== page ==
Those in the know will tell you, if you have less passion than conviction, you’ll probably leave the publishing industry within a year of starting to work in it. We find ourselves in an industry that is struggling to keep head above water. Cost increases for skilled professionals, printing, distribution and bookselling see most publishers struggling and trying their very best to publish new titles that will be profitable, so those profits can support the writing, production, printing and distribution of new titles that are important, but not necessarily wildly popular or bestsellers in waiting. The balance is delicate and requires a firm business mind but also one that understands the South African book-reading and buying public and the mandate that every publisher in a developing country such as ours should have.
As I push the facts of my tweet to the back of my mind and turn my attention to the blank Excel spreadsheet in front of me, I realise it should have had at least half of my marketing campaign for By the Fading Light mapped out by now. I shake off the worries that I cannot control and focus my attention on what a beautiful book Ashraf Kagee has written and how everyone who loves fiction, reading or just the telling of a good story should have a copy on their bookshelves by the end of April. And if that were to come to fruition, we’d have a 10-time over fiction bestseller, a positive tick to add to our publishing success and some profit to support all the new writers who are waiting with their beautiful manuscripts to be published.
In bookstores in April, By the Fading Light by Ashraf Kagee is an astonishing evocation of Salt River, Cape Town, in 1960, and follows the lives of three friends who play a prank that places their lives at risk. Set in the shadow of the Sharpeville massacre, the lives of four young boys is weaved together in a beautiful story of lost innocence, the uncertainty of kinship ties, and the unbending nature of fate. Kagee’s first novel Khalil’s Journey won the 2012 European Union Literary Award and the 2013 South African Literature Award.
Those Who Live in Cages, Terry-Ann Adams’s first novel was published in October 2020 and captures an astonishingly intimate view of life in Eldorado Park, a Coloured township south of Johannesburg, through five women – Bertha, Kaylynn, Laverne, Janice and Raquel. These unforgettable characters’ lives intersect as they attempt to do the most important thing: survive another day in “The Park”.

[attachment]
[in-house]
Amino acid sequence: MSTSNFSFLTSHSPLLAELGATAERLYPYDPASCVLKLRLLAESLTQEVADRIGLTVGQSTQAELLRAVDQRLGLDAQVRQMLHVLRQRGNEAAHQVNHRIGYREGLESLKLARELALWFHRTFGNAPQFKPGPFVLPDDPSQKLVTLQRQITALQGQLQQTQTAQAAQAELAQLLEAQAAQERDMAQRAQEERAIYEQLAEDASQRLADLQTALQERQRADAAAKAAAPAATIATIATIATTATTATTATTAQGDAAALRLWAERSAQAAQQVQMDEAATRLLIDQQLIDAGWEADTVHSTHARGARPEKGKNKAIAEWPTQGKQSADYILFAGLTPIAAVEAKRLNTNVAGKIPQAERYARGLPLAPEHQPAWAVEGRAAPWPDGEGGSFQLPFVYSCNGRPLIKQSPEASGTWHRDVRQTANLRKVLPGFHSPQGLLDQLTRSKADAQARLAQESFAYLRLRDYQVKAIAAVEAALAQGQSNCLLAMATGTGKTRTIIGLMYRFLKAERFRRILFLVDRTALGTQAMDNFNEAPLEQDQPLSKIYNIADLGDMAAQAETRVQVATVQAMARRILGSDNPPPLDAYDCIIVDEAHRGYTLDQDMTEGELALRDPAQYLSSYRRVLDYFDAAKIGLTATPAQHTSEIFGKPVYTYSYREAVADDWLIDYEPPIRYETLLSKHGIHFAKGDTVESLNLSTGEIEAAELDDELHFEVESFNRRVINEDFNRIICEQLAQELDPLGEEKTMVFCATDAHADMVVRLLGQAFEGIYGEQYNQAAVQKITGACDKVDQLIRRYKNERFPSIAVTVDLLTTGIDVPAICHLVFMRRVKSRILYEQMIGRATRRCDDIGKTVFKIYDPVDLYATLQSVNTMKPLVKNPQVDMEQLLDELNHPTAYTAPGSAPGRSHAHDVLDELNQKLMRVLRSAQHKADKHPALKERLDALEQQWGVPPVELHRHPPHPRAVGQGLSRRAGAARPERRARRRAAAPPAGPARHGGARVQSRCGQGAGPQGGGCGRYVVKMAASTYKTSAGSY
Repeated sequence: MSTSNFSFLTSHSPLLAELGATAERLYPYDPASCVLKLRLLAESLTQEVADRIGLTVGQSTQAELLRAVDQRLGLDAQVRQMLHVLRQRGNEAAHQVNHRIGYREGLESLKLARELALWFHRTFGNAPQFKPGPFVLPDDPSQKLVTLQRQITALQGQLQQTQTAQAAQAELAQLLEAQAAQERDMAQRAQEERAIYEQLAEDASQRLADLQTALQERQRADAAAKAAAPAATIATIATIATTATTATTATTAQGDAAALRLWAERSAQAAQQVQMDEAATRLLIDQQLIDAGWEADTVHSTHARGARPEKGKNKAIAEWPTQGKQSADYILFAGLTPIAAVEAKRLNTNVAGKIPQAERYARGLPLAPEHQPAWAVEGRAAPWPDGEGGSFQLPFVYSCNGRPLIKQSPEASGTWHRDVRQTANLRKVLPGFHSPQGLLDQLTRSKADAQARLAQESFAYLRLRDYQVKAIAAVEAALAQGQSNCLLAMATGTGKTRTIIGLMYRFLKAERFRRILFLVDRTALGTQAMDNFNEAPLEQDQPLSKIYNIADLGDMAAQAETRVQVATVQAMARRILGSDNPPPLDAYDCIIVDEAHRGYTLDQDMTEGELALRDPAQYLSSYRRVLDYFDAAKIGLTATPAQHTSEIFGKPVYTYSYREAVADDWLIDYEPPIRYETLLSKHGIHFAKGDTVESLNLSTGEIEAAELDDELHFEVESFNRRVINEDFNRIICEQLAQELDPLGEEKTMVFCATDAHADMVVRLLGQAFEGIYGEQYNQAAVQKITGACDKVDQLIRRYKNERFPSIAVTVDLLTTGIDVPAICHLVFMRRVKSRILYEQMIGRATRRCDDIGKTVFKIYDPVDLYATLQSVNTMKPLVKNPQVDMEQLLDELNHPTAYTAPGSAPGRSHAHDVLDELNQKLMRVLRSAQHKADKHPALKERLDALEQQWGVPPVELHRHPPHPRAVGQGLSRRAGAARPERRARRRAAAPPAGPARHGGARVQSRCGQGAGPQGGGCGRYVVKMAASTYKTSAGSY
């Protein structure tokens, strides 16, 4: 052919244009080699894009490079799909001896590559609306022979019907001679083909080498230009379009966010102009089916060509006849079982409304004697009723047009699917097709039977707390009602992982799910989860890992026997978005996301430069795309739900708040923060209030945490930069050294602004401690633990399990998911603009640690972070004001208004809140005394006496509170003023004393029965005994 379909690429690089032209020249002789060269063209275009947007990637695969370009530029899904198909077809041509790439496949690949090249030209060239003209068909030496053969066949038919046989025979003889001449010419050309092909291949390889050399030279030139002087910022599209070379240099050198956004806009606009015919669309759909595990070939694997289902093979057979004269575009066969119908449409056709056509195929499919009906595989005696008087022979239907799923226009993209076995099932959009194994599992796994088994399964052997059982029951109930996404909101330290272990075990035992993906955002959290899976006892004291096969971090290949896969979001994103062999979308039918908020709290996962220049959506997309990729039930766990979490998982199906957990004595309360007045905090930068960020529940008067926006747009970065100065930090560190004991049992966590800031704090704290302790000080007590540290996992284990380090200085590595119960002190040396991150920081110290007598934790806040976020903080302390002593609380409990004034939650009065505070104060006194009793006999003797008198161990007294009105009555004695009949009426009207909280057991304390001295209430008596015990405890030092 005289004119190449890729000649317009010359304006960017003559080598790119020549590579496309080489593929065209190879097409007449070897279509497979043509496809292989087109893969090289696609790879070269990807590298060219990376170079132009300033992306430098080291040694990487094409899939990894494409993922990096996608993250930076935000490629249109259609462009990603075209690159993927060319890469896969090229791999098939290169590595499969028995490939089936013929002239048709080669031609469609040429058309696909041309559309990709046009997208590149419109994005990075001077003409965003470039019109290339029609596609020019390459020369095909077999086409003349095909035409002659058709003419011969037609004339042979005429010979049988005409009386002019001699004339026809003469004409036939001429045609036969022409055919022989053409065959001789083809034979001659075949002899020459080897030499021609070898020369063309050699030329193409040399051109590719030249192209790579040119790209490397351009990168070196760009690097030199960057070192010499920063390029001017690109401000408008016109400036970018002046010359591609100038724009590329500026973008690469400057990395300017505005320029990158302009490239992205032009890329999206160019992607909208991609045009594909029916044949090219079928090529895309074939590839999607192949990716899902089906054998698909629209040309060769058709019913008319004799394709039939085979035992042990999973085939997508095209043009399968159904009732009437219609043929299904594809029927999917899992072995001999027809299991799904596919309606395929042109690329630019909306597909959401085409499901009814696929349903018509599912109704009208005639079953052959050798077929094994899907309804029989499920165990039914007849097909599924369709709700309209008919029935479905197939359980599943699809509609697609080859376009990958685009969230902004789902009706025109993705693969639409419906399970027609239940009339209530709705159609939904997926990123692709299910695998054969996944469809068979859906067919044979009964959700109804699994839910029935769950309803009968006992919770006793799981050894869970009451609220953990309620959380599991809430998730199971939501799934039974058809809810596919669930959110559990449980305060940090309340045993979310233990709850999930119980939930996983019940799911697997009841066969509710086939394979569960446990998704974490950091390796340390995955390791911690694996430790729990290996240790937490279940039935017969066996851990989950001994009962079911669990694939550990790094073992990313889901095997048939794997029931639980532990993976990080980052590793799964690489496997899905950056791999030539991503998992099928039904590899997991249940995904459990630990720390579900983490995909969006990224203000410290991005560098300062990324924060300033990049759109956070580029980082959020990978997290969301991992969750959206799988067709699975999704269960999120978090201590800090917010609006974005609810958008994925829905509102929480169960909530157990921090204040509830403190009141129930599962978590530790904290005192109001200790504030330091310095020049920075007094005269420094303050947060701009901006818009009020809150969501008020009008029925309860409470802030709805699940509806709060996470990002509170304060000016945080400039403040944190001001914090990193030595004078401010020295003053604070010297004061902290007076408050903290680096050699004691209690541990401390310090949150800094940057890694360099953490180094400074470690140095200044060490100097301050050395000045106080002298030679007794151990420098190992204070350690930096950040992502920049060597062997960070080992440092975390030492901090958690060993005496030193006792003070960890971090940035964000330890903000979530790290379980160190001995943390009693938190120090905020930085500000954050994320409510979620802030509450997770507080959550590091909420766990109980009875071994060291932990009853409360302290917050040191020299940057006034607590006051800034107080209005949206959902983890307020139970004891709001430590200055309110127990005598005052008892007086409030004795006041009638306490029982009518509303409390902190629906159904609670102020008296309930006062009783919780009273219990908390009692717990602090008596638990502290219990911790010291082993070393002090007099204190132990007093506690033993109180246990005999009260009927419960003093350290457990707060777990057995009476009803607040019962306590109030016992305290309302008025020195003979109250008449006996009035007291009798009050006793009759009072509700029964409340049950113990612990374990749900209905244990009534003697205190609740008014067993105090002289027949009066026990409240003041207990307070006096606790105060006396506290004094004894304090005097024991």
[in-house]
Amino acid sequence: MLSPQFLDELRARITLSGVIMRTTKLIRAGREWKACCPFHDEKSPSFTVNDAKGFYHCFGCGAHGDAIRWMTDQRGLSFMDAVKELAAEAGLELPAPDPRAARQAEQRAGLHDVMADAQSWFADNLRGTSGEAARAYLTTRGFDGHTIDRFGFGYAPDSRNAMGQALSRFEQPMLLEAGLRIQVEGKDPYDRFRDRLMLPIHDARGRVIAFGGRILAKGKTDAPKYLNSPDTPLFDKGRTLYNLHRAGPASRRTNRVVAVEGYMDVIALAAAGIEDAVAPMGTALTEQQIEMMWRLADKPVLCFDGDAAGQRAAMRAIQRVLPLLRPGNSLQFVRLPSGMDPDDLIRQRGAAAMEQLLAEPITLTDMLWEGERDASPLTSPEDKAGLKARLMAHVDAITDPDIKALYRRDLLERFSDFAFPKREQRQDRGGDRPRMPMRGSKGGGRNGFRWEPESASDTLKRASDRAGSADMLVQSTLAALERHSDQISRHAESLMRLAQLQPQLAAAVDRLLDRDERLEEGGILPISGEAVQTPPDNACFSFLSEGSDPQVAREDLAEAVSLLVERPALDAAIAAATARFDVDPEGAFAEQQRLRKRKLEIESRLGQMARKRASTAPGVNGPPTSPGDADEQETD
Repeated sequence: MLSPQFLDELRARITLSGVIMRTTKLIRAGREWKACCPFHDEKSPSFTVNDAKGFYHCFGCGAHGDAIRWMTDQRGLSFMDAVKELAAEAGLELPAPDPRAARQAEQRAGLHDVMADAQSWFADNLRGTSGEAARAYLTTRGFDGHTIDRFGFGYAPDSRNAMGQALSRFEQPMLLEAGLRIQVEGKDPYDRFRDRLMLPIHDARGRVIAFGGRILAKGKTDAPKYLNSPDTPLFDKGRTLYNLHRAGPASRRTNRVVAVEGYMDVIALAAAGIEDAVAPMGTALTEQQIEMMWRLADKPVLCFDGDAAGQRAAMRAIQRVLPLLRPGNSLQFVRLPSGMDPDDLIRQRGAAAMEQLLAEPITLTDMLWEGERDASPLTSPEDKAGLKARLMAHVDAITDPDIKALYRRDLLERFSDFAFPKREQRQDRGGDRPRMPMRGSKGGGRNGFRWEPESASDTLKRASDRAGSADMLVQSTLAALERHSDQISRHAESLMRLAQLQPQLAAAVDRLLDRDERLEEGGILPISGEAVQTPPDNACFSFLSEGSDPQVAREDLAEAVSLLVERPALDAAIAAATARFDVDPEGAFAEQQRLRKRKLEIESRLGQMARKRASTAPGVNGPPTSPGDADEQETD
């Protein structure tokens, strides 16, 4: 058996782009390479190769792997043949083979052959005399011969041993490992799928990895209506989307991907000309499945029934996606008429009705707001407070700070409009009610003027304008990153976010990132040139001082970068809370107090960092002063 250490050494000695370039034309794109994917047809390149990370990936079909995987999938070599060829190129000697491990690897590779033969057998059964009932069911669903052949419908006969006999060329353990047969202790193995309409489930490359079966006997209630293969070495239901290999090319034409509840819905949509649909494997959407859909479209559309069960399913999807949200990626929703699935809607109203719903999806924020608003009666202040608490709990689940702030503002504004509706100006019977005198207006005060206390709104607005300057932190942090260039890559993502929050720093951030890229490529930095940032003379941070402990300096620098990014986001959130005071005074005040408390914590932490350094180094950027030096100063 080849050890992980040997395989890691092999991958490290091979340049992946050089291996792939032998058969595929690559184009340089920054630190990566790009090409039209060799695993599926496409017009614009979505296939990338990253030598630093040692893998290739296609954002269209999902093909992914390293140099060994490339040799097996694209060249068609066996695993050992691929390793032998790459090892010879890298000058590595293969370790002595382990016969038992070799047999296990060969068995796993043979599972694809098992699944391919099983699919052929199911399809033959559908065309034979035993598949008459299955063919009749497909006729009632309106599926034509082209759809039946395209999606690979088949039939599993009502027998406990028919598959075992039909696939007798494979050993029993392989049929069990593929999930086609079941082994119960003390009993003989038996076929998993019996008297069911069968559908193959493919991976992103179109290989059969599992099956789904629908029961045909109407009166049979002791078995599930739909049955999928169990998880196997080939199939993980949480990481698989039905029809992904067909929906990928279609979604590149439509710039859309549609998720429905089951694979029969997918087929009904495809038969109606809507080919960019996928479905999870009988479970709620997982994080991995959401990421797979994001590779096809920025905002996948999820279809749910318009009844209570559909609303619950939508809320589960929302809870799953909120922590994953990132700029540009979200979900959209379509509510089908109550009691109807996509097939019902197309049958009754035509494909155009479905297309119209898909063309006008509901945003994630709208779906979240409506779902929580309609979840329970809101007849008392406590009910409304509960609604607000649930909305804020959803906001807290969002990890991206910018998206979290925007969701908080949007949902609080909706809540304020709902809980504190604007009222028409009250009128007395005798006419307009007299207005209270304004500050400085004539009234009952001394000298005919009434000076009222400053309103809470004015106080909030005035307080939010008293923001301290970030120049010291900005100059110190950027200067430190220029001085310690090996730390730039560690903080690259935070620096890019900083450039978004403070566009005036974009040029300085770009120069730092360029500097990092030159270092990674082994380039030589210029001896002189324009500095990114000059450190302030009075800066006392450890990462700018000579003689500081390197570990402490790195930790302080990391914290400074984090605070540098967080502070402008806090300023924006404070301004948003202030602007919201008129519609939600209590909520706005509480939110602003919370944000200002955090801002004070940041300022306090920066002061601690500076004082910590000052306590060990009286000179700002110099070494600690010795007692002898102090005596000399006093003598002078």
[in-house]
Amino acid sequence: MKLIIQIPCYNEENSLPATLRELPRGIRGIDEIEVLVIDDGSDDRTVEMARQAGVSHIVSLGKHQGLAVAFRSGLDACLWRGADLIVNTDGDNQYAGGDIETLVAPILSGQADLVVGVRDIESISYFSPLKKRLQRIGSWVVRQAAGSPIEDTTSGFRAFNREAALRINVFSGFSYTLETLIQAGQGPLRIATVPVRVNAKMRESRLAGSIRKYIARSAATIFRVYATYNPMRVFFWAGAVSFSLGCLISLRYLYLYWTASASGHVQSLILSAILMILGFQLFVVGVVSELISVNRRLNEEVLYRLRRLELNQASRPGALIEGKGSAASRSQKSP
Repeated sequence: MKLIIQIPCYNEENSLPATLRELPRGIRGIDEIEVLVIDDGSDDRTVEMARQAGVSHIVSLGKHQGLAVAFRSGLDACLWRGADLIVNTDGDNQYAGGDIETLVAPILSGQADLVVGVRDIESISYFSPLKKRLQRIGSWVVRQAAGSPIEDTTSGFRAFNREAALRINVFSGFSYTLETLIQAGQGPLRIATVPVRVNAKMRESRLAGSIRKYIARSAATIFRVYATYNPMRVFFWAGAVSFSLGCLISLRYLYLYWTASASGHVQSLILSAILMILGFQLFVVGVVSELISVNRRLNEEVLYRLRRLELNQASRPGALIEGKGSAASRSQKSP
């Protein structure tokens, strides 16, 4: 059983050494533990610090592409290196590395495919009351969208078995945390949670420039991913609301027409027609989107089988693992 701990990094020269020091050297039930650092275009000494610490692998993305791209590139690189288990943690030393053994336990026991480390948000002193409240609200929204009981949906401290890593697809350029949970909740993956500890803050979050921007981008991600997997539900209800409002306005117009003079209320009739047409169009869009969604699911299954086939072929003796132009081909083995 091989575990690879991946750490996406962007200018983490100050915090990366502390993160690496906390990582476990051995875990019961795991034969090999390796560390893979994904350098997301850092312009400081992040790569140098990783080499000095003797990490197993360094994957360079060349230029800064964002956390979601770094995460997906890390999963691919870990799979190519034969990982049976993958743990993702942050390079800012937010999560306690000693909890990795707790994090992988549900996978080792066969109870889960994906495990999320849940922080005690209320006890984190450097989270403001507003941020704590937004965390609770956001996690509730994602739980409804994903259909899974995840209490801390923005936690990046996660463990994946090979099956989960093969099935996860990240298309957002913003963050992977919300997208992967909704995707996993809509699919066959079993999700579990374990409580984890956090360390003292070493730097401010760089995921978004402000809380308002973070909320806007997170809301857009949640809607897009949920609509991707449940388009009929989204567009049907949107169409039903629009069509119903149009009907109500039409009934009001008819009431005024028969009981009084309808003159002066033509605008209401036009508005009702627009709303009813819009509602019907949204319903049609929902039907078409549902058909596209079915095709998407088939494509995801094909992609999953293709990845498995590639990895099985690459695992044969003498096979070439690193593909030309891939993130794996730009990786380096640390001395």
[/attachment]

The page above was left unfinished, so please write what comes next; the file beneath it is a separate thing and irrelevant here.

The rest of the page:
With a nod to Marian Keyes, a curtsy to Shirley, Goodness & Mercy and a wave to Bernardine Evaristo, Those Who Live in Cages will move you, lift you, and yes, change you.
Nadia Goetham passed away on Sunday the 25th of April 2021 due to Covid-19 complications. The bio provided below is what Nadia wrote about herself when she contributed this guest post. Nothing has been changed. She also added a list of independent bookstores and publishers in South Africa which she supported.
Nadia Goetham hails from Paarl in the Western Cape, and has been living and working in Johannesburg for the past 21 years. She is a qualified journalist with close to 25 years’ experience in media, communications and publishing. The last 5 years she’s been working in the book publishing industry as a production manager and more recently as a publisher. Her goal is to encourage and facilitate the publication of works of fiction and non-fiction by black and brown authors, with a view of making them household names in South Africa and across the continent.
A quote that sums up Nadia’s love for books and the art of publishing: “I cannot fix on the hour, or the spot, or the look or the words, which laid the foundation. It is too long ago. I was in the middle before I knew that I had begun.” – from Pride & Prejudice by Jane Austen
TOP 8 BOOK WEBSITES IN SA TO VISIT AND SUPPORT
With a focus on small independent publishers and bookshops, I’d like to promote the following websites that are all e-commerce complaint, people in SA can shop online for home delivery.
They say black don’t crack but his neck did crack when a knee was bent on a strong black neck.
In an unofficial act, a figure of authority, hand on the holster, bolstering on a minority, in an act of superiority.
The man lying on the street, accepting his feat, saying,‘I can’t breathe’ Because black don’t crack but my will did when a mother’s son was killed by a man called to serve. Now the only thing he will serve is time in a cell unreserved.
Black still don’t crack, even when the whip does. Those lives will continue to matter through wounds and bruises as the sirens try to drown out, Black Lives Matter!
People always fear what they don’t understand but you are brave enough to take a stand. Marching through the streets, chanting ,‘Black Lives Matter!’
I don’t know who gets madder, the man holding the gun in his hand or the one on the other end.
And when they cracked the whip on your father’s dark skin, remember yesterday your kin was lying in the street, unable to breathe Now today you’re here, breathing for him.